Allium stellatum from seed from a native stand about 50 miles west of me in Minnesota.  For a wild onion, the bulbs are surprisingly tasty!

Campanula americana.  Just ending bloom to the right is Digitalis ferruginea.
[/quote
I didn't notice this post while I commented the Impatiens pictures! Both the Allium and the Campanula are new to me. Are the C. americana perennial? Seems to be plants to try here.

Trond
Rogaland, Norway - with cool, often rainy summers  (29C max) and mild, often rainy winters (180 cm/year)!

Kelaidis
Kelaidis's picture
Title: Member
Joined: 2010-02-03

Really enjoyed the pix of your garden, Lori: you have created a stunner there! Love to visit it some time...

PK

For every minion of the peaks there are a dozen steppe children growing in the dry Continental heart of all hemispheres still unknown to horticulture.

Hoy
Hoy's picture
Title: Member
Joined: 2009-12-15

Lori, do you ever have the heart to leave your garden except for short walks in the mountains?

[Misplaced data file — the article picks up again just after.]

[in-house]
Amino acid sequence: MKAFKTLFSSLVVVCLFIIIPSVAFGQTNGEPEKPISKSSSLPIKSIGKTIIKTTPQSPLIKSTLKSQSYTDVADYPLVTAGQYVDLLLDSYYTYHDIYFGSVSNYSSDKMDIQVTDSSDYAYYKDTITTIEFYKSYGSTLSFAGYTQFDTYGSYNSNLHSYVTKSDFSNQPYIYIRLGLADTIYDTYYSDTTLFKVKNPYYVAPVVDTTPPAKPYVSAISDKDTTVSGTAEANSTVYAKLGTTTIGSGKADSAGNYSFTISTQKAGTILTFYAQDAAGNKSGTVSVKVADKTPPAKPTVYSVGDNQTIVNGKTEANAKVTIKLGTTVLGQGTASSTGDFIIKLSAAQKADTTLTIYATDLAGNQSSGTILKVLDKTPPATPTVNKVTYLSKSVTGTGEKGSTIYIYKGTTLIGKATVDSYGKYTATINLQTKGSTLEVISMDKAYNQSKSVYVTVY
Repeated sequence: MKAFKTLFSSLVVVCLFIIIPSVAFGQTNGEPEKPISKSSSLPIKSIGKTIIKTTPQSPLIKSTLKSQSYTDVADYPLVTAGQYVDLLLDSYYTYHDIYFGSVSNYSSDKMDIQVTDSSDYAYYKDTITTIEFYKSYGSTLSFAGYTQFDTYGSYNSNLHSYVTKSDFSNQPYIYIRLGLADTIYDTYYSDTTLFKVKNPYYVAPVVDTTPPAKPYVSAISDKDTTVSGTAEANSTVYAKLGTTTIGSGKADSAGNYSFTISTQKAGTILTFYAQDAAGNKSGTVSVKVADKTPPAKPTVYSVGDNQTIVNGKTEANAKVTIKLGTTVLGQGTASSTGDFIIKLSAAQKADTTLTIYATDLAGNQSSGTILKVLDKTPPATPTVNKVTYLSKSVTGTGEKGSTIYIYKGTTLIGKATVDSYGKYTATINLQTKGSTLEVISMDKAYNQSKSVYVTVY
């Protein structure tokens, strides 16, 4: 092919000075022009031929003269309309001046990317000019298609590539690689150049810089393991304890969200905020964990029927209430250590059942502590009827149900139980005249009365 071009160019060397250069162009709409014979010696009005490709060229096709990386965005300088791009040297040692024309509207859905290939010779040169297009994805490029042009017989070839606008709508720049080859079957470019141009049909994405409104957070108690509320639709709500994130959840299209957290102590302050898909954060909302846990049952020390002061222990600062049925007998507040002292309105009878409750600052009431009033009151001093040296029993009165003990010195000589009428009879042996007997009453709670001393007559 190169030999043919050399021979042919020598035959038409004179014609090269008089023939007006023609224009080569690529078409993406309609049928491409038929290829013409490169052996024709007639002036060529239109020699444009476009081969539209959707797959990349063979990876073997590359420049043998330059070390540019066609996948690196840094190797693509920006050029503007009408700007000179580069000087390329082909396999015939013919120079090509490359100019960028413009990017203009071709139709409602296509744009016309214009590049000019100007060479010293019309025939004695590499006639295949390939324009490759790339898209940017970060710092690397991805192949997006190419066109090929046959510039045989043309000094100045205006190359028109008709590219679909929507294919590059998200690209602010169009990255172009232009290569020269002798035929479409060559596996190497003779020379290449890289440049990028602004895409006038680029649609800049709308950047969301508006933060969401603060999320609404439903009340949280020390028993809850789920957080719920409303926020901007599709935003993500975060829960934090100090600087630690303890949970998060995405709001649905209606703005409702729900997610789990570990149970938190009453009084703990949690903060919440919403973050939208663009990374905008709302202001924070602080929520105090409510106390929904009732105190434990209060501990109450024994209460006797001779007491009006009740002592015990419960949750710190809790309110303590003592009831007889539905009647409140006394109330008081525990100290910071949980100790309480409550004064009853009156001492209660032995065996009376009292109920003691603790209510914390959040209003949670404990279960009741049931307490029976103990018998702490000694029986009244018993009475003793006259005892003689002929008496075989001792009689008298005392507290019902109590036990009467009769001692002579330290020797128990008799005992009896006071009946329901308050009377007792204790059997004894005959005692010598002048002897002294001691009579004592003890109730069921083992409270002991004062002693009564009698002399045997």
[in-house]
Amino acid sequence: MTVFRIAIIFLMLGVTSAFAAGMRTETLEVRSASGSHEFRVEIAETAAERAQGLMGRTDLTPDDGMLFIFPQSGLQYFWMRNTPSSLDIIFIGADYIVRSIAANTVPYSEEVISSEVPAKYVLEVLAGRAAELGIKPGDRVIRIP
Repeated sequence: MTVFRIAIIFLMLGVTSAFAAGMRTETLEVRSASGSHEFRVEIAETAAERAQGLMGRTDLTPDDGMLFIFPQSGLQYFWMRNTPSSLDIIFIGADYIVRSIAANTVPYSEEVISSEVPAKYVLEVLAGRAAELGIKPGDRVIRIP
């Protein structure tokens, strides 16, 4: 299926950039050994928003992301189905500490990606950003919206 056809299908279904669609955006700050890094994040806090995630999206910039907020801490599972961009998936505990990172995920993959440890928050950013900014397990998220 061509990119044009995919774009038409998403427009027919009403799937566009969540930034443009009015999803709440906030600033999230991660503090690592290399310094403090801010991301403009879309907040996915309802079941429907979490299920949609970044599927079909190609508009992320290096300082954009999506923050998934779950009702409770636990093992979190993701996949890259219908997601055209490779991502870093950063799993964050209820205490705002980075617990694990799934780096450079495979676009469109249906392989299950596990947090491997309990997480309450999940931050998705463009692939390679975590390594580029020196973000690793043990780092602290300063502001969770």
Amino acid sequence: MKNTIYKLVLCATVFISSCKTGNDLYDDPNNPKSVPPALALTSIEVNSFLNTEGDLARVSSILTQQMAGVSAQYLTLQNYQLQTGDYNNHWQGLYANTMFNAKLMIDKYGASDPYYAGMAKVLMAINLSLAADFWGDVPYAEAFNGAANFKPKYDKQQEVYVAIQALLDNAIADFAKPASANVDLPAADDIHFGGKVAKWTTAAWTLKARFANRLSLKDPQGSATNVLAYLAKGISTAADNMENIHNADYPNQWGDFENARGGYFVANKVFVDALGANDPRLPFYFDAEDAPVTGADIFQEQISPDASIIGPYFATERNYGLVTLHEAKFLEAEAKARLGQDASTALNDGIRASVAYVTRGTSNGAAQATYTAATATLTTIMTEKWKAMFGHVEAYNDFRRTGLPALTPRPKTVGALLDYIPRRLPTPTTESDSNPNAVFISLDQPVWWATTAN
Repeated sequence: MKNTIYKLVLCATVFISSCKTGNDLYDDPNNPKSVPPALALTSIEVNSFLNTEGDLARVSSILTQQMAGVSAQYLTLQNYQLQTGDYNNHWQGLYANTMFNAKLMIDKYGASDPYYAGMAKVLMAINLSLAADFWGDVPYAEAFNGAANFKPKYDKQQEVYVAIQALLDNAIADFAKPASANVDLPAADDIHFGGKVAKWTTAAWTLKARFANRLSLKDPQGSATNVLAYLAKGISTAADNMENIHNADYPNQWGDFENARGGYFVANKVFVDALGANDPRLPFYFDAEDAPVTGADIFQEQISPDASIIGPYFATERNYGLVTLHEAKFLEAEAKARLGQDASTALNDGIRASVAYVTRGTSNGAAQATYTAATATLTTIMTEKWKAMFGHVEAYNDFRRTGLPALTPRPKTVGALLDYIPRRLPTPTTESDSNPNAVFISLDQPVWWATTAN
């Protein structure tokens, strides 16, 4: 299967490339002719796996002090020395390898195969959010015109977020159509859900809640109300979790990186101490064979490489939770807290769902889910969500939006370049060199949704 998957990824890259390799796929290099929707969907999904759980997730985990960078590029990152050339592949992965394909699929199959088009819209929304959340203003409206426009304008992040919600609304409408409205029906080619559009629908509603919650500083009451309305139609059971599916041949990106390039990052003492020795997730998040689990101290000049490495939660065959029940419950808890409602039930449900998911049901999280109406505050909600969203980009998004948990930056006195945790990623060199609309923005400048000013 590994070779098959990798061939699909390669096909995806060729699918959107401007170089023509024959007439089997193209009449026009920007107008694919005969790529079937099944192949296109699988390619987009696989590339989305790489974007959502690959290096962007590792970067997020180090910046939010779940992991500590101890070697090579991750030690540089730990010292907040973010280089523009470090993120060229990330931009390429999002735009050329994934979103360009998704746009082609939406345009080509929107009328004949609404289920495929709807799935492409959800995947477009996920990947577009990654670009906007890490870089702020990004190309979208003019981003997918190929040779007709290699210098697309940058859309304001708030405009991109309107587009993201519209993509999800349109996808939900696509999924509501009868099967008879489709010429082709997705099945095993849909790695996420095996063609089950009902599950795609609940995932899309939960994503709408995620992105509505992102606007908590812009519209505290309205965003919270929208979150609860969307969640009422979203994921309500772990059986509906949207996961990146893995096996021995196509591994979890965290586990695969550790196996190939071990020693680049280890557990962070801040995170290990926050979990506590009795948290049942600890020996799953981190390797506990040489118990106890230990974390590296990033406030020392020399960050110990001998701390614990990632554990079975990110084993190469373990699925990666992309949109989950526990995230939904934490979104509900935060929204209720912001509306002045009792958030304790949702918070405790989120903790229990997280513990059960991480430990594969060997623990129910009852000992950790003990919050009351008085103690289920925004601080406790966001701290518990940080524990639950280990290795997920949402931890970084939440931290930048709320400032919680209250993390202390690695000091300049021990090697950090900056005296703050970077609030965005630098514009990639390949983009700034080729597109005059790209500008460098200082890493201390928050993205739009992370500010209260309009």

Trond
Rogaland, Norway - with cool, often rainy summers  (29C max) and mild, often rainy winters (180 cm/year)!

Anne Spiegel
Title: Member
Joined: 2010-01-26

Lori. your garden is beautiful, and you grow such interesting plants.

RickR
Title: Moderator
Joined: 2009-09-21

Trond, Campanula americana is a biennial, and in many (if not most) gardens a notorious self seeder.  I try not to allow to much seed production.  Most people don't think of it as garden worthy, I don't think. I have found that the plants can be susceptible to a wilt disease.  I know verticillium is present in my land, so I assume it is that. 

Allium stellatum is quite vigorous, and also a vigorous self seeder too, but it is easily prevented but cutting the stalks.  The bicolor umbels, with white buds opening to lavender remind me of fireworks.

Rick Rodich    zone 4a.    Annual precipitation ~24 inches
near Minneapolis, Minnesota, USA

Lori S.
Title: Moderator
Joined: 2009-10-27

Thank you for the compliments!  The great thing about photos and posting to remote sites like this, is that no one sees the really ratty parts of the garden.  ;D ;D